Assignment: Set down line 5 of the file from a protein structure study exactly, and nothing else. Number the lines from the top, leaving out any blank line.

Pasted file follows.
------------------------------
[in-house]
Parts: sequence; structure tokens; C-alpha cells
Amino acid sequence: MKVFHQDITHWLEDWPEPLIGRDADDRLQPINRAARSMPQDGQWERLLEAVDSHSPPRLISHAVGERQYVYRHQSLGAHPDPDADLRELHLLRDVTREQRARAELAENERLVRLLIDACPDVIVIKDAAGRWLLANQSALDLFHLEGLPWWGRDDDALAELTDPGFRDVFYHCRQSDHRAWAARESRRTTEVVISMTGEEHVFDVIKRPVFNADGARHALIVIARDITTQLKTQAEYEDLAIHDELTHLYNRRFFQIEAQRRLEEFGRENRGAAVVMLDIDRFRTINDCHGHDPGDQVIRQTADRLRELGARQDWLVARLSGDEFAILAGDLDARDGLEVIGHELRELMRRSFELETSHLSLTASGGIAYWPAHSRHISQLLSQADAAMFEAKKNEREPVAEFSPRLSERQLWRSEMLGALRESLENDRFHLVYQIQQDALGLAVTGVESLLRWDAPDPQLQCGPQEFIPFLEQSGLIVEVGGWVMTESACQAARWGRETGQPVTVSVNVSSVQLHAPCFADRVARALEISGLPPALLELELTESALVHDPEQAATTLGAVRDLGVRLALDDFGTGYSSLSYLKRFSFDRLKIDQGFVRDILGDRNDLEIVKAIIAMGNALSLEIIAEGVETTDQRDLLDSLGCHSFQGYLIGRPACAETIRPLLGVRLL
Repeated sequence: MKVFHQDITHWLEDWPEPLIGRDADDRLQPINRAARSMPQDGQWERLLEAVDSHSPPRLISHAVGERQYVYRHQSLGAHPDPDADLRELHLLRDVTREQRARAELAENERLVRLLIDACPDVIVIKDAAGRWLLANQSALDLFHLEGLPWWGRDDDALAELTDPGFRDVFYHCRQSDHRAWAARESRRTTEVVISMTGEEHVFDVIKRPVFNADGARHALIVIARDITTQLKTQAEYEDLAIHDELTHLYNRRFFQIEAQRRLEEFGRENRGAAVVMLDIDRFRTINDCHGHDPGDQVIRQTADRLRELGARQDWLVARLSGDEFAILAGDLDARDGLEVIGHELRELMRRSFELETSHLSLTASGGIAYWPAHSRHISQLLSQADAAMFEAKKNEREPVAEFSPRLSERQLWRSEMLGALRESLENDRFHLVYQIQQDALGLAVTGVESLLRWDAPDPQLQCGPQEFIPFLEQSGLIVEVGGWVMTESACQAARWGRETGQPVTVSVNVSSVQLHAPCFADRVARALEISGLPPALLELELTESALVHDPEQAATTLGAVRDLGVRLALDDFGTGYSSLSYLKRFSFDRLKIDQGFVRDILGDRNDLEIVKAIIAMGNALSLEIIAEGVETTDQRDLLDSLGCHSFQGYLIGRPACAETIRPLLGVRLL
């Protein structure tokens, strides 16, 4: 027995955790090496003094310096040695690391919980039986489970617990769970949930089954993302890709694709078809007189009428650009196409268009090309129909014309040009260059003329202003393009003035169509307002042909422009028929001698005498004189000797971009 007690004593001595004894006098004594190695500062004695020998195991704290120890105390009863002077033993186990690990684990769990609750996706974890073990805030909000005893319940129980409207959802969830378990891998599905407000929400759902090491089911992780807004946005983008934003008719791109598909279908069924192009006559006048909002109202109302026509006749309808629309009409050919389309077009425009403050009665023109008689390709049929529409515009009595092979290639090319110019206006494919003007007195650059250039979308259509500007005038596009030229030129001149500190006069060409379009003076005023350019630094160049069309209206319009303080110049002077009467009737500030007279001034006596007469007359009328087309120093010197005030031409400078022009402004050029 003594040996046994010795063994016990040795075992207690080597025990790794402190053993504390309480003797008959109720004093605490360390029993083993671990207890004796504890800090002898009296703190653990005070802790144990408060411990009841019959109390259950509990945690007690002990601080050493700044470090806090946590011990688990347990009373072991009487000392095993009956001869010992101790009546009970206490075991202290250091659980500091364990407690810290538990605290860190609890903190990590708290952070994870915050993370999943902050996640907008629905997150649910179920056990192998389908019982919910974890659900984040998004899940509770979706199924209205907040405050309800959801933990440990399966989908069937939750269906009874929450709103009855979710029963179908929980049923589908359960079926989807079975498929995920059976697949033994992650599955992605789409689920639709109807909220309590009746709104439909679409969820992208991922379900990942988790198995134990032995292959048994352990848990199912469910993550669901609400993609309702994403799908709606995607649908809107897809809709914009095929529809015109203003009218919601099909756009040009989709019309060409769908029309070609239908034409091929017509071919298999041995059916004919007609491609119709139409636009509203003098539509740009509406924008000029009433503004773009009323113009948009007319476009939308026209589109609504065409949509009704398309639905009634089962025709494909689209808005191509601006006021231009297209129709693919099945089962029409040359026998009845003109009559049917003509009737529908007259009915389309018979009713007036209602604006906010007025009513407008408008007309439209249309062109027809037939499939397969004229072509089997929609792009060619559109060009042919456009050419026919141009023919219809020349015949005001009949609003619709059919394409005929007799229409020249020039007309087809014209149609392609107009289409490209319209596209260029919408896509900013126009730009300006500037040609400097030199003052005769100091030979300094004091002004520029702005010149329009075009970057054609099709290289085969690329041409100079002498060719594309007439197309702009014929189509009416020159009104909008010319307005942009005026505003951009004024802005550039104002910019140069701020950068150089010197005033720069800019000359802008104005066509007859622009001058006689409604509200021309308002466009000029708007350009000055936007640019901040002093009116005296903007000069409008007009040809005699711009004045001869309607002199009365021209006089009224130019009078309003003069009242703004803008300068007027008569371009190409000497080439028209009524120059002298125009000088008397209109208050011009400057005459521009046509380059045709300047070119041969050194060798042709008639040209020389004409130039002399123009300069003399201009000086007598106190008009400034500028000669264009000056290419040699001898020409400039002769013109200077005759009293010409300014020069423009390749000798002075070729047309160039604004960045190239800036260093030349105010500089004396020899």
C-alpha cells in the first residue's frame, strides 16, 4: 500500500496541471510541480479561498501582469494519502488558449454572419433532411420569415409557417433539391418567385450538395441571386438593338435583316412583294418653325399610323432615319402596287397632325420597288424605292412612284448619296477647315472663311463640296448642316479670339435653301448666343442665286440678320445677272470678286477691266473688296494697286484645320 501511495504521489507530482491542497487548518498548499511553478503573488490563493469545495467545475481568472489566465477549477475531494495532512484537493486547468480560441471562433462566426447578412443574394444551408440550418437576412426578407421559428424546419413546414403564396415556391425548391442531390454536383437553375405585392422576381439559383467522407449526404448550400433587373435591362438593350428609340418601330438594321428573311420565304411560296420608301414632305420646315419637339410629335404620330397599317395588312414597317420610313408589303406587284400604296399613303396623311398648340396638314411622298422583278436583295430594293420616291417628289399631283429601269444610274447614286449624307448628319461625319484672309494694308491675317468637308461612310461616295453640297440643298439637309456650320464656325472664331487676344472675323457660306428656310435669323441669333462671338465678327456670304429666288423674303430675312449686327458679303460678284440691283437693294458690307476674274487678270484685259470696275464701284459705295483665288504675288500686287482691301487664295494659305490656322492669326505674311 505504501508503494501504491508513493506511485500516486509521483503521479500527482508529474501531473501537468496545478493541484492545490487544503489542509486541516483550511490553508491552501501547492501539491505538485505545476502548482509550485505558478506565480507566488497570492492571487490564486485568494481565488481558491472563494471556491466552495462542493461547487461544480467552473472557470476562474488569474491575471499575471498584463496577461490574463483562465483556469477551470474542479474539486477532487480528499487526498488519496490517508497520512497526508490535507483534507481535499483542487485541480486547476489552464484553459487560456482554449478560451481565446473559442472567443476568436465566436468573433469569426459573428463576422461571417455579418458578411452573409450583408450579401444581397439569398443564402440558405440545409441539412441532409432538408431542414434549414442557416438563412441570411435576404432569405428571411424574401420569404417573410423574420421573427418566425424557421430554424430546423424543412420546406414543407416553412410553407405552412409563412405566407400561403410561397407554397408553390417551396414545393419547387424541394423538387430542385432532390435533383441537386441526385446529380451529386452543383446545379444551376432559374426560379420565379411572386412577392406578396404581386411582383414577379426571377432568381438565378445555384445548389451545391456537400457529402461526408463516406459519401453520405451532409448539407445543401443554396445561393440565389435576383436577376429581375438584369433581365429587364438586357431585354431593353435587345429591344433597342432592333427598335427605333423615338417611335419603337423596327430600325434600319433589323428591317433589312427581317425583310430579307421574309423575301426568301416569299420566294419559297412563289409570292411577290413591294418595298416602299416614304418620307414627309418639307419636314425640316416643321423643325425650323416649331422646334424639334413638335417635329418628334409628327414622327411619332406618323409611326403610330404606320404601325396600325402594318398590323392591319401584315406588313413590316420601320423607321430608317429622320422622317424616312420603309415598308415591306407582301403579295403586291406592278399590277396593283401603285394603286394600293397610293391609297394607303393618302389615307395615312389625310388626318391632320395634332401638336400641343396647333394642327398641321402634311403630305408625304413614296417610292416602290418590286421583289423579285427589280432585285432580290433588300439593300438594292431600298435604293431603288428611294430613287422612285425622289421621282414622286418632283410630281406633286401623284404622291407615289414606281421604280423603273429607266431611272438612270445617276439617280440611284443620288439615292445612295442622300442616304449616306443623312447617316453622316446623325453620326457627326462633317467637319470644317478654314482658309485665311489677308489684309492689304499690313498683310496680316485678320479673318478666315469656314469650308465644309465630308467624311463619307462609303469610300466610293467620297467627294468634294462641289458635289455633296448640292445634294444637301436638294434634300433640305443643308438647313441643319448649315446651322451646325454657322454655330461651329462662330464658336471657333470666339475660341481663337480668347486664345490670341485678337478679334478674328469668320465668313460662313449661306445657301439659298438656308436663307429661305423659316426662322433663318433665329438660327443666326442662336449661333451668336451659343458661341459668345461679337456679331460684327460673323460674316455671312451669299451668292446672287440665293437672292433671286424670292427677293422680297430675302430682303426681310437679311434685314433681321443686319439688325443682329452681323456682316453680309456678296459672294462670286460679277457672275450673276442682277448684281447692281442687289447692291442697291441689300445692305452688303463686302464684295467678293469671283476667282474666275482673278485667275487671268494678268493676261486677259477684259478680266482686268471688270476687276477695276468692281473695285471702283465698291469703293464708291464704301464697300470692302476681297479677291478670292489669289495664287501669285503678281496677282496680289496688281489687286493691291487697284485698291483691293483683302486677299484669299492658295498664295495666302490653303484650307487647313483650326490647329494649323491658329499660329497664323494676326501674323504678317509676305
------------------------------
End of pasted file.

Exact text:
């Protein structure tokens, strides 16, 4: 027995955790090496003094310096040695690391919980039986489970617990769970949930089954993302890709694709078809007189009428650009196409268009090309129909014309040009260059003329202003393009003035169509307002042909422009028929001698005498004189000797971009 007690004593001595004894006098004594190695500062004695020998195991704290120890105390009863002077033993186990690990684990769990609750996706974890073990805030909000005893319940129980409207959802969830378990891998599905407000929400759902090491089911992780807004946005983008934003008719791109598909279908069924192009006559006048909002109202109302026509006749309808629309009409050919389309077009425009403050009665023109008689390709049929529409515009009595092979290639090319110019206006494919003007007195650059250039979308259509500007005038596009030229030129001149500190006069060409379009003076005023350019630094160049069309209206319009303080110049002077009467009737500030007279001034006596007469007359009328087309120093010197005030031409400078022009402004050029 003594040996046994010795063994016990040795075992207690080597025990790794402190053993504390309480003797008959109720004093605490360390029993083993671990207890004796504890800090002898009296703190653990005070802790144990408060411990009841019959109390259950509990945690007690002990601080050493700044470090806090946590011990688990347990009373072991009487000392095993009956001869010992101790009546009970206490075991202290250091659980500091364990407690810290538990605290860190609890903190990590708290952070994870915050993370999943902050996640907008629905997150649910179920056990192998389908019982919910974890659900984040998004899940509770979706199924209205907040405050309800959801933990440990399966989908069937939750269906009874929450709103009855979710029963179908929980049923589908359960079926989807079975498929995920059976697949033994992650599955992605789409689920639709109807909220309590009746709104439909679409969820992208991922379900990942988790198995134990032995292959048994352990848990199912469910993550669901609400993609309702994403799908709606995607649908809107897809809709914009095929529809015109203003009218919601099909756009040009989709019309060409769908029309070609239908034409091929017509071919298999041995059916004919007609491609119709139409636009509203003098539509740009509406924008000029009433503004773009009323113009948009007319476009939308026209589109609504065409949509009704398309639905009634089962025709494909689209808005191509601006006021231009297209129709693919099945089962029409040359026998009845003109009559049917003509009737529908007259009915389309018979009713007036209602604006906010007025009513407008408008007309439209249309062109027809037939499939397969004229072509089997929609792009060619559109060009042919456009050419026919141009023919219809020349015949005001009949609003619709059919394409005929007799229409020249020039007309087809014209149609392609107009289409490209319209596209260029919408896509900013126009730009300006500037040609400097030199003052005769100091030979300094004091002004520029702005010149329009075009970057054609099709290289085969690329041409100079002498060719594309007439197309702009014929189509009416020159009104909008010319307005942009005026505003951009004024802005550039104002910019140069701020950068150089010197005033720069800019000359802008104005066509007859622009001058006689409604509200021309308002466009000029708007350009000055936007640019901040002093009116005296903007000069409008007009040809005699711009004045001869309607002199009365021209006089009224130019009078309003003069009242703004803008300068007027008569371009190409000497080439028209009524120059002298125009000088008397209109208050011009400057005459521009046509380059045709300047070119041969050194060798042709008639040209020389004409130039002399123009300069003399201009000086007598106190008009400034500028000669264009000056290419040699001898020409400039002769013109200077005759009293010409300014020069423009390749000798002075070729047309160039604004960045190239800036260093030349105010500089004396020899």